You can reduce the halting problem to your problem. Given a Turing machine $M$ and input $z$, let us design a new machine $N$, which on input $y$, first runs $M$ on input $z$ for $|y|$ steps, and if this doesn't halt yet, then $N$ halts, but if $M$ does halt, then $N$ counts up to $|y|^3$ and then halts. That is, if $M$ doesn't halt on $z$, then $N$ halts quickly, but if $M$ does halt on $z$, then $N$ takes a long time on large input.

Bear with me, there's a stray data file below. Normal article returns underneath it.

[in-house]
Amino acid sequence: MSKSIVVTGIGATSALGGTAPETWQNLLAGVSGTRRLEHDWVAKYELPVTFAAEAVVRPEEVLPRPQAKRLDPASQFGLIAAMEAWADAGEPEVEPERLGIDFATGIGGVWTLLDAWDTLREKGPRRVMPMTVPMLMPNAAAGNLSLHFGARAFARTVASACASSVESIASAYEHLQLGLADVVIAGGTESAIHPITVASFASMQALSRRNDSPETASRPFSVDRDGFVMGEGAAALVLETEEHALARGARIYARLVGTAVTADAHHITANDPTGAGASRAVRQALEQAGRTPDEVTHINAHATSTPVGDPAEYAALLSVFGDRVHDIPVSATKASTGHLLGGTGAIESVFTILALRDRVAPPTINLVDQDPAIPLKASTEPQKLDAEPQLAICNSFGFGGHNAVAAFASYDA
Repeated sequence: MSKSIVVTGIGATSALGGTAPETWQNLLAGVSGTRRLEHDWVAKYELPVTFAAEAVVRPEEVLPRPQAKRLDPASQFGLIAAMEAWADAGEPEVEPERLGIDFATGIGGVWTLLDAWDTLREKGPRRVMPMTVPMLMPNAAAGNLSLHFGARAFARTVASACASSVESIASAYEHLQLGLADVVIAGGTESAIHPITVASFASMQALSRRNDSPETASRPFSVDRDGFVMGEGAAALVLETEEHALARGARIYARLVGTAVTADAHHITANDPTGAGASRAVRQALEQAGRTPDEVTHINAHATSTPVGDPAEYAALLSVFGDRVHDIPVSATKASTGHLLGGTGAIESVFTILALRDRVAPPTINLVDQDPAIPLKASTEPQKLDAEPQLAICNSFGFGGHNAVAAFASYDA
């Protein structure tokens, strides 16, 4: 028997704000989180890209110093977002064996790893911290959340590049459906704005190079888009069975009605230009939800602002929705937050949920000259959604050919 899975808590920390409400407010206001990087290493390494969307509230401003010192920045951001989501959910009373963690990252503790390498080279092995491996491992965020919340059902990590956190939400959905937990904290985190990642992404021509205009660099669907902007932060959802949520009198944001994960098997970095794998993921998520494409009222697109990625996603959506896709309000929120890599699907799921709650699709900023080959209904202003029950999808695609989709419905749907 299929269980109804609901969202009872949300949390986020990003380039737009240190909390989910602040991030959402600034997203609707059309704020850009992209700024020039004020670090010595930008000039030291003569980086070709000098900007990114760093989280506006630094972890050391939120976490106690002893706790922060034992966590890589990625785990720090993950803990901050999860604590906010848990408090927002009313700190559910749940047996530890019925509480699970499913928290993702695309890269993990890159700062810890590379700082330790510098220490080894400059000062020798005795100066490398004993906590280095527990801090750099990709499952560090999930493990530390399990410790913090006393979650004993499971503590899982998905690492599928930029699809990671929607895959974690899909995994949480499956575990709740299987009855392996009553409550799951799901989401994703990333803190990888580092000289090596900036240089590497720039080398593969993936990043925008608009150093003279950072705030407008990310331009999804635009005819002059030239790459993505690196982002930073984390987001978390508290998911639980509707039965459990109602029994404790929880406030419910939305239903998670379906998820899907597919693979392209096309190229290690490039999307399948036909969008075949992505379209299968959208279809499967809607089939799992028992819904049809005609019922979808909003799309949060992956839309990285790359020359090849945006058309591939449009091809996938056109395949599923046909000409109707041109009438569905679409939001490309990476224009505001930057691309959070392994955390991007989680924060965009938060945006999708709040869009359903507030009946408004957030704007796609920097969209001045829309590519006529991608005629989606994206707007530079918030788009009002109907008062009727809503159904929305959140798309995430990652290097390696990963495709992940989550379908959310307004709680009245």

Thus, $M$ fails to halt on $z$ if and only if $N$ runs in $100n^2+200$ time on all input of size $n$. So if we could decide the latter property, then we could decide the halting problem, which is impossible.
This argument actually shows more, namely, that the complement of the halting problem is $1$-reducible to the running-in-time-$f$ problem.
(A similar argument could make use of Yuval's suggestion, using the halting-on-empty-string problem instead of the halting problem, which would eliminate the need to consider nontrivial $z$.)